This week’s reading:
The Corner, David Simon & Edward Burns
The Hounds of the Morrigan, Pat O’Shea
N is for Noose, Sue Grafton
Earth Abides, George R. Stewart
Wastelands, ed. John Joseph Adams
The Terror, Dan Simmons
Darwin’s Blade, Dan Simmons
For those who are curious how I’ve managed to read so little this year, there are two answers.
The socially-acceptable answer is that I’ve been reading like a madwoman for my dissertation. It takes me about five times as long to get through an academic book as through a fictional one, so really I’ve read an additional ten (okay, okay, eight - but I’m planning to finish Metacognition: Process, Function and Use today) books.
The less-acceptable, but more accurate, answer would be Mass Effect. I played through that whole damn game from start to finish, plus managed to finish every single side quest, and I’m ready to start playing it a second time tomorrow. Yes, there were some pretty extensive sections where you’re running around doing RPG-style “Get this thing, bring it to that other dude” quests, and I really wanted to be shooting people. But the designers did a really nice job of making the runny-aroundy bits meaningful, and of integrating the narrative with the combat systems. I rarely finish games - I’m too busy - and I never play through this sort of game twice, so please take my obsession as the high praise it is. Next playthrough I’m going to explore the glories of the sniper rifle. Rock.
That said, the reading I’ve been doing has actually been pretty great. I was on a post-apocalyptic kick, which started when someone recommended Earth Abides. According to the Connie Willis introduction (!!), the book was one of the first post-apocalyptic scenarios out there. Knowing that helped me get through the not-so-great book itself. Maybe it wasn’t terribly inventive, but if no one had done much with the everyone-is-dead thing before, I can cut Stewart a lot of slack. Plus if Connie Willis liked it, I ought to learn to.
I was much more of a fan of Wastelands, which collects a variety of mostly-very-good stories about the end of the world. Sadly, I’d read a number of them before in other anthologies, which meant the new-to-me material was limited. Still, the volume was worth the price of admission for the Butler (what if humanity lost its ability to speak?), the Langan (magical and horrific), and the Dimenstein (hope, imagination, and … bicycle repair?) pieces alone, and there were plenty of other delightful treats to round it out. Jack McDevitt does Winston Churchill! Elizabeth Bear does the devil! The only story I really didn’t enjoy was George R. R. Martin’s, but I’m told that fantasy is really his metier. Yes, I really will read those books when a few more of them are out.
I finished off my survival-horror kick with the new Dan Simmons, which was unspeakably good. As far as I’m concerned, it’s the best thing he’s written since the Hyperion/Endymion series by quite a bit. He captures the physical, mental and emotional trauma of being stuck in the Arctic ice with amazing detail and compassion. The horror elements of the story are rarely horrific for their own sake, but rather grow naturally out of the characters he’s established and the hostility of their environment. My only complaint - and I recognize it’s a small one - is the chapter he devotes at the end to Explaining What’s Been Going On. I’d rather have seen his mythology spread more through the book, instead of administered in one great chunk.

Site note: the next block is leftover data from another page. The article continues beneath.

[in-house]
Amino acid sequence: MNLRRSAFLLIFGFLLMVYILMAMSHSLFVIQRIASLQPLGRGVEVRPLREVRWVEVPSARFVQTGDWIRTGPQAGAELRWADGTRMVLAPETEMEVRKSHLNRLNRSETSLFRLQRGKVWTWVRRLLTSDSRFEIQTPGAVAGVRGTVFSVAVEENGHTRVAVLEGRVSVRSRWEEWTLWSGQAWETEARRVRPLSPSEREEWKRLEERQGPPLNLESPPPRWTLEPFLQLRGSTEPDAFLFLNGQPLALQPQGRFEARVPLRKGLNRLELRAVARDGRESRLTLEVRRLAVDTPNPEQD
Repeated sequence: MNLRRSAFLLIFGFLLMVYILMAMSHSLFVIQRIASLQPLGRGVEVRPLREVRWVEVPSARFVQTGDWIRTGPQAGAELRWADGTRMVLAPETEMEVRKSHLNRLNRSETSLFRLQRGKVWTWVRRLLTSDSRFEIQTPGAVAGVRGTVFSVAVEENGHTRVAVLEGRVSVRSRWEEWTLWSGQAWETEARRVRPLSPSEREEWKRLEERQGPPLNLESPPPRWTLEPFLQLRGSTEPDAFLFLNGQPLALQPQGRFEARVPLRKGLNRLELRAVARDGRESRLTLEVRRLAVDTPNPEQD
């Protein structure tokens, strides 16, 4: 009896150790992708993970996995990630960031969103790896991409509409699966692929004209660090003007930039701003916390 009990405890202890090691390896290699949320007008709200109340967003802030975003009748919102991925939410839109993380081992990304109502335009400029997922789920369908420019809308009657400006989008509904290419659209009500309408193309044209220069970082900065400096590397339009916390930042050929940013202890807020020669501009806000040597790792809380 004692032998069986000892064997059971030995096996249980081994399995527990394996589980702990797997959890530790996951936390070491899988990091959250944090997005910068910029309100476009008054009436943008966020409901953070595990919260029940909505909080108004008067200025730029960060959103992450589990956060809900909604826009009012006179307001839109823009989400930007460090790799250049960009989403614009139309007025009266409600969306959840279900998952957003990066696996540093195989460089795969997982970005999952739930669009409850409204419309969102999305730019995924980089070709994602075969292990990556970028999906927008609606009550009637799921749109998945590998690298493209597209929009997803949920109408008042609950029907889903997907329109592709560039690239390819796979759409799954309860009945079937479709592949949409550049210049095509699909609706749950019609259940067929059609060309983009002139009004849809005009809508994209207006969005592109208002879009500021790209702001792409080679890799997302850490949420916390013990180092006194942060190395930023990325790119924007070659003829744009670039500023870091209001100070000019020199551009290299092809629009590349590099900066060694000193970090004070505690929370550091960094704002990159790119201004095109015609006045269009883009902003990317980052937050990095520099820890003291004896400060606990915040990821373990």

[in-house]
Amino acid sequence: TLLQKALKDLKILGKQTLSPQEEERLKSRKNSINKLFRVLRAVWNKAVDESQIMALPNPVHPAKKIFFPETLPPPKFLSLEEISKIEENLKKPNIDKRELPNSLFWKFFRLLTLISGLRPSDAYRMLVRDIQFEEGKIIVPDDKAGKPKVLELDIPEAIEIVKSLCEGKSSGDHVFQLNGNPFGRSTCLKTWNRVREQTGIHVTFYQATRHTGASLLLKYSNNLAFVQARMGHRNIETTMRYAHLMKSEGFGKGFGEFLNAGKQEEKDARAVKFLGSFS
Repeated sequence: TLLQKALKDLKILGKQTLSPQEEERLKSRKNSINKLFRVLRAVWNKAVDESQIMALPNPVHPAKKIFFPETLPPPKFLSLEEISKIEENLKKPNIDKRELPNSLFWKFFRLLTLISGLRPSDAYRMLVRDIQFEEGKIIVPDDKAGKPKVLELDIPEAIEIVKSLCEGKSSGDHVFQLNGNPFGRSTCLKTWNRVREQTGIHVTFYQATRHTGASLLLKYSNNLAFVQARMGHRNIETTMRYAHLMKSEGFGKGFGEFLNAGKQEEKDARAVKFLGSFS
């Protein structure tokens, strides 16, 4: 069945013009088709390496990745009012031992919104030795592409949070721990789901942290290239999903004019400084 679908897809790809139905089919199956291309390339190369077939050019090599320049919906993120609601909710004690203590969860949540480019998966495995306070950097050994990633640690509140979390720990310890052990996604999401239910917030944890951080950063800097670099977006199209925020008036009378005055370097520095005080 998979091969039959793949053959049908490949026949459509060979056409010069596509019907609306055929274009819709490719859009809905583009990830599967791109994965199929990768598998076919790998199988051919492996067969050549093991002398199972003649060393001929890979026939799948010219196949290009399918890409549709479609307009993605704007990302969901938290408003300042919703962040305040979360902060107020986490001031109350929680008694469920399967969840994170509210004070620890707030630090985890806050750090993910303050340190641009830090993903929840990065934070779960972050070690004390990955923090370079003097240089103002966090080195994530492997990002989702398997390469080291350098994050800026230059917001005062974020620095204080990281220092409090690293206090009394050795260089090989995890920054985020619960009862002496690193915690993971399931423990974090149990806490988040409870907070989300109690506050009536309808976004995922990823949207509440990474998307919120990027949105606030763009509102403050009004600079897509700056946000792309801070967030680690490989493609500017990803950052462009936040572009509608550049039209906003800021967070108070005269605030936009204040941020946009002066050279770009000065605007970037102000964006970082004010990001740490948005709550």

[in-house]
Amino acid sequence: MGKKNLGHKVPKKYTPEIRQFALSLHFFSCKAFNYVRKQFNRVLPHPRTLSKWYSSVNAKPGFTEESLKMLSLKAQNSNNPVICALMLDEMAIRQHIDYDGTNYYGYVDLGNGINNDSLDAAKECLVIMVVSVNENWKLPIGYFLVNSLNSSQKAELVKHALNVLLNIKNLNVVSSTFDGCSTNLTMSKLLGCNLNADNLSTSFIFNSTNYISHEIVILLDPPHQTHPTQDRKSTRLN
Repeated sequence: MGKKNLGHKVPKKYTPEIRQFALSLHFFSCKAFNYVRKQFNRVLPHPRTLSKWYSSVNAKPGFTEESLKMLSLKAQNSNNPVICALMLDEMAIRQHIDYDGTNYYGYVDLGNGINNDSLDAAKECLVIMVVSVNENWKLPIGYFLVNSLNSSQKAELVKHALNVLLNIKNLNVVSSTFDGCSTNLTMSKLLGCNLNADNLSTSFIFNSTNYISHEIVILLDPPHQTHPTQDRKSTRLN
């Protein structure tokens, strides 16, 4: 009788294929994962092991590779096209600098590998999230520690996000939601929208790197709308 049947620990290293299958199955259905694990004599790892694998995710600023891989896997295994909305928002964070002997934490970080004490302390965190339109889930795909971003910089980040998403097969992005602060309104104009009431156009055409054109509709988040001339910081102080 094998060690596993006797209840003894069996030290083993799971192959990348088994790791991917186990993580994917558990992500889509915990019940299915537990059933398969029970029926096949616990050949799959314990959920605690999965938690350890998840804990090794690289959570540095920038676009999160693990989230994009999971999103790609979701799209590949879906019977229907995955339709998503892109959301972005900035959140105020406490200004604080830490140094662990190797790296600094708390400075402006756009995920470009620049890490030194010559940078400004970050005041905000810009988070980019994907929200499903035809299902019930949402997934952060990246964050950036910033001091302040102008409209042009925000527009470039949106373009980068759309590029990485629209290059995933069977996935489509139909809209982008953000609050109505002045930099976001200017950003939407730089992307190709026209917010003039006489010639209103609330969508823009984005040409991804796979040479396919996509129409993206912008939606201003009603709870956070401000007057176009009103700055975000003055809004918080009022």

Of course, then I made the mistake of reading Darwin’s Blade, because I was all, “Hey, how can Dan Simmons go wrong?” Four hundred pages later, I was very clear on how it might happen. His accident-reconstruction specialist spends his time alternately dodging bullets, making stupid decisions, and encountering scenarios lifted directly from the Darwin Awards. I might have been able to enjoy it as a not-particularly-original thriller, especially because I liked the accident-reconstruction angle, but I found it really hard to enjoy the clever scenarios he invented when I knew they weren’t invented by him at all. I wanted to shake him and tell him, “Dude! PEOPLE USE THE INTERNET!”
Sue Grafton, ironically, managed to put together a far more intelligent and interesting mystery/thriller/thing. All her books have been solid, but I thought she managed to capture a particular breed of California noir that made this volume stand out from the pack. Everyone’s got a secret or two - though, okay, I wish more of the secondary characters had had better secrets - and the one our heroine’s after is the blackest of the bunch.
The Hounds of the Morrigan was a re-read, but a delightful one: ten-year-old Pidge and his sister Bridget go on a grand adventure through Irish folktales and myth. The characters are believably childlike without having to be made passive. Bridget’s fiery temper and five-year-old refusal to be intimidated by anything, and Pidge’s sense of responsibility and thoughtfulness, clearly inform their choices throughout the book. Even though there’s a lot of “Hey, the random thing you need is right here in front of you!” the kids still have meaningful opportunities to showcase their character, and the random-thing-appearance feels mythic rather than like authorial intervention. On the re-read, I picked up on a lot more of the allusions, too, which was really fun!
I’ve left The Corner for last because it was so hard to read, and even harder to talk about. How do you respond to reading a book about poverty, addiction and despair? And how do you respond when you know the people are real, and their choices are real, and the life described in this book is still going on, and as an individual there isn’t much I can do about it? Thanks to this book, I’m in the process of signing up to mentor low-income kids; that may be the most powerful and profound recommendation I can give it.
See you next week with more books, folks - unless I start playing Mass Effect some more!